Thursday, September 15, 2016

Life As A Missionary Daughter of Charity

I have been very busy with patient care and developing into the role of Medical Director of the hospital. I am learning a lot about how a health zone in a developing country works. It is all very interesting and sometimes seems a bit overwhelming, but I am glad to have Sister Marie Cecile, D.C. here to learn from. She is from Italy and has been in the Congo for more than 40 years. 

Our health zone covers an area of 14,000 sq. kilometers with a population of 150,000. There are 14 health centers, 18 health posts and one reference hospital which is run by our Sisters. The health zone does things such as monitor the number of cases of malaria, typhoid, meningitis, and other less common infectious diseases (pertussis, tetanus, polio, monkey pox, hemorrhagic fever, etc.) in order to be able to detect the beginning of an epidemic, allowing us to respond early. The health centers send their data on a weekly basis and our staff has a meeting every Tuesday to compile and analyze it.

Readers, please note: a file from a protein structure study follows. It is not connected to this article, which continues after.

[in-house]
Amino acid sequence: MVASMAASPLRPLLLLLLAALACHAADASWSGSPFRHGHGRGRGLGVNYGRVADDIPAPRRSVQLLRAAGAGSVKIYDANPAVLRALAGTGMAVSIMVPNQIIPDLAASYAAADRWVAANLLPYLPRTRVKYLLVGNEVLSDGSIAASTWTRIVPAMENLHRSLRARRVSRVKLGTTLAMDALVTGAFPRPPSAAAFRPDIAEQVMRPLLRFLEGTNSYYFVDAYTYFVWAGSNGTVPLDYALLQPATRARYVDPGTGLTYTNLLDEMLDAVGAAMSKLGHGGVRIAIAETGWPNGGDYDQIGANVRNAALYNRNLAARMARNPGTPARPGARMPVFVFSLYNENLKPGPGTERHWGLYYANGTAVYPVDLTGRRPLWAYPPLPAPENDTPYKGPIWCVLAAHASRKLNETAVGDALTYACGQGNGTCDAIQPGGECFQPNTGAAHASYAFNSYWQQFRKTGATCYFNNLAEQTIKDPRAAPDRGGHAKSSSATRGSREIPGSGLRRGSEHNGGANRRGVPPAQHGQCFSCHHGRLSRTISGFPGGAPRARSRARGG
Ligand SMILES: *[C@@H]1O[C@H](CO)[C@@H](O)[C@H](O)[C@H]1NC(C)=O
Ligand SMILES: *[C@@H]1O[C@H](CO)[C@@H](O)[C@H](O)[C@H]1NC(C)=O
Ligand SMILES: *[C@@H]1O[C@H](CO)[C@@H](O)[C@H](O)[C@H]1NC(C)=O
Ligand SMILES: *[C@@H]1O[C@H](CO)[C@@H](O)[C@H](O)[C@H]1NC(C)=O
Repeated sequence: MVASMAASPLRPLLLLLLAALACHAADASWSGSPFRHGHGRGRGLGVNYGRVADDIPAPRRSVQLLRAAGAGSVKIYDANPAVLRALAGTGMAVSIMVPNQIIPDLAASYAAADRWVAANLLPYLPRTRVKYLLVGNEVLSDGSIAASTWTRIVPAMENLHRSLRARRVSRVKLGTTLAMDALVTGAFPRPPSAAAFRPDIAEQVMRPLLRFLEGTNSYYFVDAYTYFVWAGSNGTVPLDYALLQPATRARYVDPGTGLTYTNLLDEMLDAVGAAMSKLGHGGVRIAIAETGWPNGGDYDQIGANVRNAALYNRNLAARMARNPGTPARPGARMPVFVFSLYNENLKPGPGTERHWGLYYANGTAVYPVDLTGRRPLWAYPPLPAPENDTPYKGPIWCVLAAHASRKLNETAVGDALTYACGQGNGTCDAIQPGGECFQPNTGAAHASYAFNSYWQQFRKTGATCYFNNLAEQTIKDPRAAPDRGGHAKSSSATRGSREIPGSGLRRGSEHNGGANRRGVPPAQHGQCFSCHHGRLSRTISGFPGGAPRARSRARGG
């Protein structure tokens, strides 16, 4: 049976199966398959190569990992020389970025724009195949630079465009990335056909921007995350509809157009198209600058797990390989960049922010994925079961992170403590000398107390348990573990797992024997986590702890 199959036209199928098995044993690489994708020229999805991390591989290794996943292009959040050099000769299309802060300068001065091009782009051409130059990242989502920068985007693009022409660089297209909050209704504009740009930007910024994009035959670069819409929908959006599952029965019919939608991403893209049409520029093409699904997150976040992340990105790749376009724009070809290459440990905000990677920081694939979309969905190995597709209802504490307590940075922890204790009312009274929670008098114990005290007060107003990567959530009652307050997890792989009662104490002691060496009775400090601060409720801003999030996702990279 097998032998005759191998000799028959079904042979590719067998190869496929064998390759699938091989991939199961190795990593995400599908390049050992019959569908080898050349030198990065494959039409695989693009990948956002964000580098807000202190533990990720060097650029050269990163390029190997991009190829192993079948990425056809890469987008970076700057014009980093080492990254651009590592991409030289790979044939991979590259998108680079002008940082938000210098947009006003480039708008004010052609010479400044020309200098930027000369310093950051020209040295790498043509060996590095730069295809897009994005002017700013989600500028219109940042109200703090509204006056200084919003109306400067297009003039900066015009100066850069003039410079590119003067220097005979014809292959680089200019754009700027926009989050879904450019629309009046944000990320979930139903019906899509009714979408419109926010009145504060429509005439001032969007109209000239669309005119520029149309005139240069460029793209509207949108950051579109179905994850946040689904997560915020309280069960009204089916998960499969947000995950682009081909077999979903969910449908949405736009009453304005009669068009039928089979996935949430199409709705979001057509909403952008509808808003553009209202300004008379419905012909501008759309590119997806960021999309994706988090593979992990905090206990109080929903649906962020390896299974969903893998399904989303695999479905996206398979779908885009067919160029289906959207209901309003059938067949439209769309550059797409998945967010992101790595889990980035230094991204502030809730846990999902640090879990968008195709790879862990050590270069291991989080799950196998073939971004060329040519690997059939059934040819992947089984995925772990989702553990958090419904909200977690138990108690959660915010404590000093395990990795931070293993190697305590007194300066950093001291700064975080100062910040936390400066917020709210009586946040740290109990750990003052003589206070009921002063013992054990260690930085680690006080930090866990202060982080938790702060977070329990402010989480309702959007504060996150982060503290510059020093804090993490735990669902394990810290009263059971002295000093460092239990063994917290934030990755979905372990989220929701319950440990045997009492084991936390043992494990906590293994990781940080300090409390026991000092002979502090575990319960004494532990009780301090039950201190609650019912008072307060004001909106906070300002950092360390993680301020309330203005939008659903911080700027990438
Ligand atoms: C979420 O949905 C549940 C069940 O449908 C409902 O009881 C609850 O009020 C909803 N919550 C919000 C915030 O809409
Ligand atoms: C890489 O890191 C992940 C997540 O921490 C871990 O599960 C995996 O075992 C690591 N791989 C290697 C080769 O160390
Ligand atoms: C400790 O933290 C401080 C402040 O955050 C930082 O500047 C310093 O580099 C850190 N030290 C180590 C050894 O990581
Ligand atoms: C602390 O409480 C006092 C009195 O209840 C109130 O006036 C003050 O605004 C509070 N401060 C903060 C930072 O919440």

Last year, our hospital received a grant from “Daughters of Charity International Project Services” to build a cement fence around our hospital. It serves to keep out the pigs, goats, and thieves. The fence also serves to keep our grounds confined. Inside, each of our patients must have a family member or friend who stays with them to help with their cooking, laundry, and other tasks.

Now, we have received another grant to build a new lab because the one we have is not large enough for our needs. The cement has recently arrived by boat and teams worked from 8 AM to 10 PM to unload and transport it to our storehouse. Some of the hospital staff have already begun working extra hours to make the bricks.

We recently received two new missionary Sisters, Sister Anna and Sister Theresa, in our house from Vietnam, bringing us to a total of 11 Sisters! One is a nurse and will work in the hospital while the other works in Social Services. On Holy Saturday, they prepared a type of egg roll. I never imagined eating egg rolls in Lukolela, but this just proves the richness of being part of an international community. What a beautiful example of the marvels of God!

Written by Sister Mary Felice, D.C., during her time as a missionary in Congo.

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